This is an idea that has been sitting in my mind for a while. Breaking down a film scene can be superficial and numbing, but can also open up film to a whole new realm of ideas. What I am going to attempt to do is break down a scene from a film shot by shot and admire the film-making behind it. This means that instead of a surface review, I can really look at what the director is trying to do. To start, I’m going to analyse one of my favourite scenes of all time from one of my favourite movies of all time; The Social Network.
In context with the rest of the film, this scene comes after the cold open of Mark Zuckerberg (Jesse Eisenbeg) breaking up with his girlfriend Erica Albright (Rooney Mara). This has some significance because this is Zuckerberg’s direct reaction to that, a reaction to a key part of his character.
It opens with the camera tracking down a bus full of girls. Dark lighting, like much of the film and following on with David Fincher’s typical green/brown boorish filter. There is a non-diegetic soundtrack of a heavy techno beat. The camera moving and the music pumping is key to feel of the scene; instantly Fincher has your strapped in and engaged in the action. It is fast paced and the music is dragging you along to keep up. Then it cuts to a time stamp ’10:17 PM’, cementing that pace. Eisenberg’s trademark geeky voice is then heard to start the ball rolling: ‘Yea, it’s on’. Suddenly the music is background and Zuckerberg is brought to the forefront of the scene as our narrator, taking our hand.
He then spats out lines and lines of a dialogue in a few seconds, that is expertly said and is totally gripping. His arrogance is shining through and the Zuckerberg persona is being drawn. The camera is cutting between typing and the screen, focusing on Zuckerberg when it is present on the tangible world. Fincher is doing a great job of keeping your attention on a series of copy and pasting. ‘Let the hacking begin’ and it cuts to bouncer allowing the party bus in, bringing us as the audience to a new location. The beat is ongoing. Back to Zuckerberg, now the cuts are quick and frantic. It goes from screen to typing to close up of Zuckerbergs concentration in seconds and the pace of the scene picks up even more. ‘Kids stuff’ and it cuts back to the party bus embarking. A film student here would compare how Zuckerberg’s line represents his distaste for college life, how his fellow students are out partying while he is coding, and effectively tearing them apart. This is granted through the Kuleshov effect, the idea of editing two shots together to create meaning, and consequently allowing those themes to open up by cutting that dialogue to that shot of them leaving the bus.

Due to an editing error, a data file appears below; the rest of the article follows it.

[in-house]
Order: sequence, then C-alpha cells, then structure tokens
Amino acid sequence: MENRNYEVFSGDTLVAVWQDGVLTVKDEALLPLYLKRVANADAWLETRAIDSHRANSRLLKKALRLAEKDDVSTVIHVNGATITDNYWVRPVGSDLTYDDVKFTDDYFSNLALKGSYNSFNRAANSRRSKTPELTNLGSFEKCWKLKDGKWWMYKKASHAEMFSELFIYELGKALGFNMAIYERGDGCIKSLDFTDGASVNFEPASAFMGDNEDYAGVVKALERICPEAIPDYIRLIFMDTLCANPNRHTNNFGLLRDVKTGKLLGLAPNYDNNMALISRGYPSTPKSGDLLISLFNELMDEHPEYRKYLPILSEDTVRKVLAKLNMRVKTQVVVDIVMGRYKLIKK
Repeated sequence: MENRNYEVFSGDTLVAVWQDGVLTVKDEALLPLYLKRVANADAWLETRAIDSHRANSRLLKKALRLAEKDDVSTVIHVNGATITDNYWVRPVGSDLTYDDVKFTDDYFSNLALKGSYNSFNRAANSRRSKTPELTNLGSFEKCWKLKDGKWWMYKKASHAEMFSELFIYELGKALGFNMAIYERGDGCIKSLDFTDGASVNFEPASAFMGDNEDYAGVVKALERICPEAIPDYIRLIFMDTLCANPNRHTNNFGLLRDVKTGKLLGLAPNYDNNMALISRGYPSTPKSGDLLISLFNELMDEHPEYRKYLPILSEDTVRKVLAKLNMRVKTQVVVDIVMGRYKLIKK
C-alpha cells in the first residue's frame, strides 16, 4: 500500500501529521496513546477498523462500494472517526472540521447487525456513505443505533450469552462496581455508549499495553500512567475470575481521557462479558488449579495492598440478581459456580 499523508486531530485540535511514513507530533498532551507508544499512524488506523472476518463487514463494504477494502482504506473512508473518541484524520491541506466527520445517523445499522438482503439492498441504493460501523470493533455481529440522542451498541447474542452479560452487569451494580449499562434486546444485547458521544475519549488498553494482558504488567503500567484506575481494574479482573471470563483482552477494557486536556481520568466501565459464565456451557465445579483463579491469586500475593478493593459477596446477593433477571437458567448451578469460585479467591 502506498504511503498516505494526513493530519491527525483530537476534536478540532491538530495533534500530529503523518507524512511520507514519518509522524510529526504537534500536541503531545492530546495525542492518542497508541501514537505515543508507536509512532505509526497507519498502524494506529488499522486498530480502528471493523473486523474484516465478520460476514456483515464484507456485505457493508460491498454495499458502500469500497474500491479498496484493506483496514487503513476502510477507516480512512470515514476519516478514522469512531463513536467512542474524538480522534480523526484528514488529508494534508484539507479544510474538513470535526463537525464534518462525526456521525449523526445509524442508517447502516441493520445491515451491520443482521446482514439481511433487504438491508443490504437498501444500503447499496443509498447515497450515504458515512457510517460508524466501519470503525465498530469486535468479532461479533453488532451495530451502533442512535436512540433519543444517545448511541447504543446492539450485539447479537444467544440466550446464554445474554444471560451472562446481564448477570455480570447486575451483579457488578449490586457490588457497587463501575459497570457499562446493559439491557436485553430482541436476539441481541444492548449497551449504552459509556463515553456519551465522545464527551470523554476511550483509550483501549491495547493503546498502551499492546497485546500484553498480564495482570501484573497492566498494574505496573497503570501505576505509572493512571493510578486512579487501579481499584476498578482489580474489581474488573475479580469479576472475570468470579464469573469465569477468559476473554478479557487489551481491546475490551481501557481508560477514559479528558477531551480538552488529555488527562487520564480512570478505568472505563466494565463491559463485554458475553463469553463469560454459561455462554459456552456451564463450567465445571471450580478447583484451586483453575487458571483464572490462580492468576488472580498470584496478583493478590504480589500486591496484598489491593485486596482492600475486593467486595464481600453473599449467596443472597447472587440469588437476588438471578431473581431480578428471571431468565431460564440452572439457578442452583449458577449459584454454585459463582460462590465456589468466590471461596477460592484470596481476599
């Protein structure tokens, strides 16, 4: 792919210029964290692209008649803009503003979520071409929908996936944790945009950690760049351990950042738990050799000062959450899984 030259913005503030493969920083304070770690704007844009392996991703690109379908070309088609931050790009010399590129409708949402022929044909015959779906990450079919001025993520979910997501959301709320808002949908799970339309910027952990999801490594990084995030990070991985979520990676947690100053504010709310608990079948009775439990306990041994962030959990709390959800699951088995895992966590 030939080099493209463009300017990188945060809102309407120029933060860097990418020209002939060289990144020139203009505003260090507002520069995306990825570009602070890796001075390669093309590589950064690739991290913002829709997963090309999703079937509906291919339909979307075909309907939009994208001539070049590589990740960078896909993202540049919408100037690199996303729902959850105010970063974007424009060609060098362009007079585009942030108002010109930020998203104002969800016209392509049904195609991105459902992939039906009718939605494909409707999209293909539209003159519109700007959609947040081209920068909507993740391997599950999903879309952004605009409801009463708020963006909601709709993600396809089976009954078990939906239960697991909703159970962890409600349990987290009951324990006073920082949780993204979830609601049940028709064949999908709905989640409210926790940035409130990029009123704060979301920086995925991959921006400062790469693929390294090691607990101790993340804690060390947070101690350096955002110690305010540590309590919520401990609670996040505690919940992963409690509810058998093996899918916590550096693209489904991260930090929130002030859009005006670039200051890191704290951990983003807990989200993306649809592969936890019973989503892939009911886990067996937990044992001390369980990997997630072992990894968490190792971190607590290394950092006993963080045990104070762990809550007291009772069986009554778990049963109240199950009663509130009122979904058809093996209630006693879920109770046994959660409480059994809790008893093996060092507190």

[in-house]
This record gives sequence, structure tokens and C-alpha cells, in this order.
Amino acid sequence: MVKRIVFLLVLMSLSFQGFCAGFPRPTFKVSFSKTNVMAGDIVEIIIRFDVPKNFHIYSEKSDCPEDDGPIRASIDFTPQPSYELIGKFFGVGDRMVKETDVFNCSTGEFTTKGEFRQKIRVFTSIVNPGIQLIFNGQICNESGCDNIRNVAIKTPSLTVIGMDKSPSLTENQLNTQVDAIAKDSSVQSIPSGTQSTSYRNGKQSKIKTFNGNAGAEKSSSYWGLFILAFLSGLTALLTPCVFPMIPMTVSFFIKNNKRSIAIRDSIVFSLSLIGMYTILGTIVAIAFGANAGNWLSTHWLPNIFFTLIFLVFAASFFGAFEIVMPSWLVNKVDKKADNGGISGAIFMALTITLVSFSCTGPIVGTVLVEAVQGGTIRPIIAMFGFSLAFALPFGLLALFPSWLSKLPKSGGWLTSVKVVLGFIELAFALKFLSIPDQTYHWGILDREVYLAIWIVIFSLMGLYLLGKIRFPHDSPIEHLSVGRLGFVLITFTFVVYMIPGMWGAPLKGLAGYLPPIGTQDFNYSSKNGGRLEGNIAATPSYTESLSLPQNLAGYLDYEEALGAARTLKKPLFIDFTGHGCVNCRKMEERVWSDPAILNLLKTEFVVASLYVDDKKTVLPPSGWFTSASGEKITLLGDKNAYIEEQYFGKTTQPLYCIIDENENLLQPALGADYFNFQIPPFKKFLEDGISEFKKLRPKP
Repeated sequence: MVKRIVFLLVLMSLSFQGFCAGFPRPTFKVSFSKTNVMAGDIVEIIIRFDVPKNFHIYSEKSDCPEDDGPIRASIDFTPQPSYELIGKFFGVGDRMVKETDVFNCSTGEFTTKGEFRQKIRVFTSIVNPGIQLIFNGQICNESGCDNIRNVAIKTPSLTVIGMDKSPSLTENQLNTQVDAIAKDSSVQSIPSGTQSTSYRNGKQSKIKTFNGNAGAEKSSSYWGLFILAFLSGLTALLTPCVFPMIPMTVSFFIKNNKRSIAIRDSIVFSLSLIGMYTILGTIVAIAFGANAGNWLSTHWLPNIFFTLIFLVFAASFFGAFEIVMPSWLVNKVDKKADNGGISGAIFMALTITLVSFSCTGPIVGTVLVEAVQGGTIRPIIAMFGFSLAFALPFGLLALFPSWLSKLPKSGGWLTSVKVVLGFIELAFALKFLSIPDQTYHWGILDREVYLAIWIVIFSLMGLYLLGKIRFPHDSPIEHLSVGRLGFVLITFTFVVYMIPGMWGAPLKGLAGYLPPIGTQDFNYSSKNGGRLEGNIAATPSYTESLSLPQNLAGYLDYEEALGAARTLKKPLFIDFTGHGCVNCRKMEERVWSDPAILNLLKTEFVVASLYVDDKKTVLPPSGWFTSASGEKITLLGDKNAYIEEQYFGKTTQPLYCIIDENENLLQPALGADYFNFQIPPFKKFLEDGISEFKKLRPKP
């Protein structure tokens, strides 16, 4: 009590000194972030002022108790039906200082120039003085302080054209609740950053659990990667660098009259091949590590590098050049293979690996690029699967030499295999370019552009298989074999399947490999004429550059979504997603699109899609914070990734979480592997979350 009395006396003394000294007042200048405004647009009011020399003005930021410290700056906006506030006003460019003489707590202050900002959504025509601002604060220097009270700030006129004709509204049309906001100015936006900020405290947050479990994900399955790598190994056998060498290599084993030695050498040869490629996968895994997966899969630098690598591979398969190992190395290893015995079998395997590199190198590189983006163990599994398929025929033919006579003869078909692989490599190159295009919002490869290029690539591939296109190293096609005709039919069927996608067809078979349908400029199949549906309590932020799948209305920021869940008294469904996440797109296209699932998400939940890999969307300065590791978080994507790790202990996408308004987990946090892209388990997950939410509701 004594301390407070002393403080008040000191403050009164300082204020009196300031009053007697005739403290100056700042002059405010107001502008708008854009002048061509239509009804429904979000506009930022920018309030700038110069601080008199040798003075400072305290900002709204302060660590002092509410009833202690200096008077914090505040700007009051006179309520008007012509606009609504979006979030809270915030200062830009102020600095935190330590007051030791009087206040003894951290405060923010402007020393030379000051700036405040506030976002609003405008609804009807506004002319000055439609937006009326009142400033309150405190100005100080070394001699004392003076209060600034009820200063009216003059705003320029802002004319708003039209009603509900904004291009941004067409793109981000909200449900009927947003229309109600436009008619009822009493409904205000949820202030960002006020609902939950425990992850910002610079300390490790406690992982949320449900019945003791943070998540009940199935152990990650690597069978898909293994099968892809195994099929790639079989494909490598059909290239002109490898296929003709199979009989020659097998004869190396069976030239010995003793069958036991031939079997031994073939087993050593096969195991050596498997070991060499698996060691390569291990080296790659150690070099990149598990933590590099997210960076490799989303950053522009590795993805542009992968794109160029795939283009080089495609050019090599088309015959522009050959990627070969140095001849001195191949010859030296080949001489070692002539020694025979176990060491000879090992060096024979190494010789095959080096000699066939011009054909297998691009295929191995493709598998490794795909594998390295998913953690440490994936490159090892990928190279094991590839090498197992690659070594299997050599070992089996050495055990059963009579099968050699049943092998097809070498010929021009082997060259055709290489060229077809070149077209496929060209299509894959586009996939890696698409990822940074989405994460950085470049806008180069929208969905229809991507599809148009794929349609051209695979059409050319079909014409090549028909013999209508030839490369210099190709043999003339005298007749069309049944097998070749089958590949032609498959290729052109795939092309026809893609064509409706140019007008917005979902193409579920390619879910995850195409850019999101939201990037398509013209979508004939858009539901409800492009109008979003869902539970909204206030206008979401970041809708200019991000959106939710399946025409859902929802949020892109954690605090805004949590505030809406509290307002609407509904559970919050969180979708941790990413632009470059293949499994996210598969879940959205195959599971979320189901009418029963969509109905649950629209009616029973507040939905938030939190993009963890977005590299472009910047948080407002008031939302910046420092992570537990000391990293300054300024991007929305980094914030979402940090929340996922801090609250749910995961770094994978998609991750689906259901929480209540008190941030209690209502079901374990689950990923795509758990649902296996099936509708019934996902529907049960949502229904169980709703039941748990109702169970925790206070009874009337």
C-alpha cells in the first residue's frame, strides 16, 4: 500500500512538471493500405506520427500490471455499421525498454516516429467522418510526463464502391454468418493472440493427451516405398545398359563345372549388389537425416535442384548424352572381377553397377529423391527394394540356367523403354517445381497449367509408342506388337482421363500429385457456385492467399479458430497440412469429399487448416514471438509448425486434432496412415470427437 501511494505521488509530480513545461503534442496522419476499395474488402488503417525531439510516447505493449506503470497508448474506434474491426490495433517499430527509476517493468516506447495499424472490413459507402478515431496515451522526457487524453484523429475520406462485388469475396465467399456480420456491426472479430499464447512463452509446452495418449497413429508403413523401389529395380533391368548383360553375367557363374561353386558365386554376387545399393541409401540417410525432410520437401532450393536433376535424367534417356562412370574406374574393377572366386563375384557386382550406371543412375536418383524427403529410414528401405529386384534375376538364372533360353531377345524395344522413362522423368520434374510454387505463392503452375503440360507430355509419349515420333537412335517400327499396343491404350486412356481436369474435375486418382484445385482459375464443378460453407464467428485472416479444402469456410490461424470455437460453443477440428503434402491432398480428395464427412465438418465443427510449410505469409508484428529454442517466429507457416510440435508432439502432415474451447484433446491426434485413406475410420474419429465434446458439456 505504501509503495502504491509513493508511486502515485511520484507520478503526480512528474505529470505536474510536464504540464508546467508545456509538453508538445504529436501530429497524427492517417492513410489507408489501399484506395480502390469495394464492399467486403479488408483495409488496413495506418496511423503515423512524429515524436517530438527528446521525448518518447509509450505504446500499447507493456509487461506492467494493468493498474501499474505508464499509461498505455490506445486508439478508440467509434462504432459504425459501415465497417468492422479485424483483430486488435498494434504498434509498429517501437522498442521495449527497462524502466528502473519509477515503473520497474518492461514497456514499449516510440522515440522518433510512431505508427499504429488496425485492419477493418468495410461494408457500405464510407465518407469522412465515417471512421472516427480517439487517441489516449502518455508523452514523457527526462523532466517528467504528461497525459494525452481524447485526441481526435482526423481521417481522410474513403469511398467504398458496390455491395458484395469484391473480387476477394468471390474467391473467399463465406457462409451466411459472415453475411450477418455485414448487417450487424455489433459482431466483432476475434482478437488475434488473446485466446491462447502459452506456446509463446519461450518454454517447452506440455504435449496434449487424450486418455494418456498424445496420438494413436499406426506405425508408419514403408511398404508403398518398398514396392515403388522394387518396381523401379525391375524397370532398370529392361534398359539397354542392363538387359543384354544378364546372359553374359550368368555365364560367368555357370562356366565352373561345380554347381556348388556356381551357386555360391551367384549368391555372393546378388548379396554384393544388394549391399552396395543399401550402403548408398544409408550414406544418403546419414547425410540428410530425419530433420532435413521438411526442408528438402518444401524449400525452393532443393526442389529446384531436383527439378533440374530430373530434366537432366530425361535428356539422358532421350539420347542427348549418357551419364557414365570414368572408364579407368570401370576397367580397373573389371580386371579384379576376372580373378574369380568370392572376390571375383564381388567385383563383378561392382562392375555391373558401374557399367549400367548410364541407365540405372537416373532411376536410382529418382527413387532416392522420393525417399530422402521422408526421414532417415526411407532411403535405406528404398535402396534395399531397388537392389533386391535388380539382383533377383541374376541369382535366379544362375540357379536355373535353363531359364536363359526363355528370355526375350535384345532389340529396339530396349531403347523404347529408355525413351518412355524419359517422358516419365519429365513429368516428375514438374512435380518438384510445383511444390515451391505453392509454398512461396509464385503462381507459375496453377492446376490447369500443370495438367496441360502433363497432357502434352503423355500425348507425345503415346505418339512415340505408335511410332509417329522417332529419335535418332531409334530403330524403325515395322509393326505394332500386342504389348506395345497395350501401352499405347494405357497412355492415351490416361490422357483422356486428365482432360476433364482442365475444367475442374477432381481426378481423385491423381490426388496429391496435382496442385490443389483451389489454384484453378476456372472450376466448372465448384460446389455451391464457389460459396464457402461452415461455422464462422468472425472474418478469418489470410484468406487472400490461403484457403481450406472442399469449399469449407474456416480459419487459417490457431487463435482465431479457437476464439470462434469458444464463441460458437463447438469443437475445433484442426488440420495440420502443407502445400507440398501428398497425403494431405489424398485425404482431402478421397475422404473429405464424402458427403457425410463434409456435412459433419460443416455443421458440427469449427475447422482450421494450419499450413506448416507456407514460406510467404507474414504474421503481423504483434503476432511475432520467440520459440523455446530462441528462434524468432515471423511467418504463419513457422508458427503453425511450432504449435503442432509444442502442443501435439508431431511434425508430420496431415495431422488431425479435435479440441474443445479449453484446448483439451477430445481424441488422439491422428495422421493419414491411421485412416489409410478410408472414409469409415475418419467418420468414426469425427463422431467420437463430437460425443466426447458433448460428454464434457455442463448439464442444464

Even the cuts at the party are in a jump style, not giving the audience a chance to breathe or lose focus on the point of the scene. From here some serious juxtaposition goes on, where the scene cuts from party to coding. One second we are with Zuckerberg’s dialogue and fingers, then we are with the frat party dancing, drinking and taking drugs. The scene takes a minute breather to allow one of the frat party leaders to give a speech about how exclusive the club is, a theme that will appear later on in the movie. However the music quickly takes over again and the shots of the party are rich but slow, creating that hypocrisy felt by Zuckerberg as it cuts back to him. He is talking faster and jumping over problems with his coding reaching its climax.
Finally, though it has only been a couple of minutes, the scene draws down to a toned down moment. We are with Eduardo Saverin (Andrew Garfield) as he enters Zuckerberg’s building. Again a film student would attribute this to Eduardo’s character, a calmer influence on Zuckerberg’s life. The music is quiet now as he enters to room, firstly asking if Zuckerberg is okay post his break up and then reminding them that they are ranking fellow students not just ‘girls’. Eduardo’s character and the relationship with Zuckerberg is key here, as it highlights his greater moral sense and therefore starts the ball rolling for Eduardo being the hero of the narrative. This does not last long as Zuckerberg is repeating that he ‘needs the algorithm’. Then my favourite shot of the whole film occurs where Eduardo writes the algorithm on the window. As soon as it cuts to outside the window looking in the music picks up again. The shot is breathtakingly cool and there is this wonderful focus pull to inside the room when Eduardo is finished. Suddenly we are in awe of the pairs genius.
This scene is not only exciting in every way, but also integral to the film. It opens us up to Zuckerberg’s character, his ignorance conflicted with his brilliance and his relationship with Eduardo. Fincher is a master at work here and makes a scene about a small computer program incredibly compelling.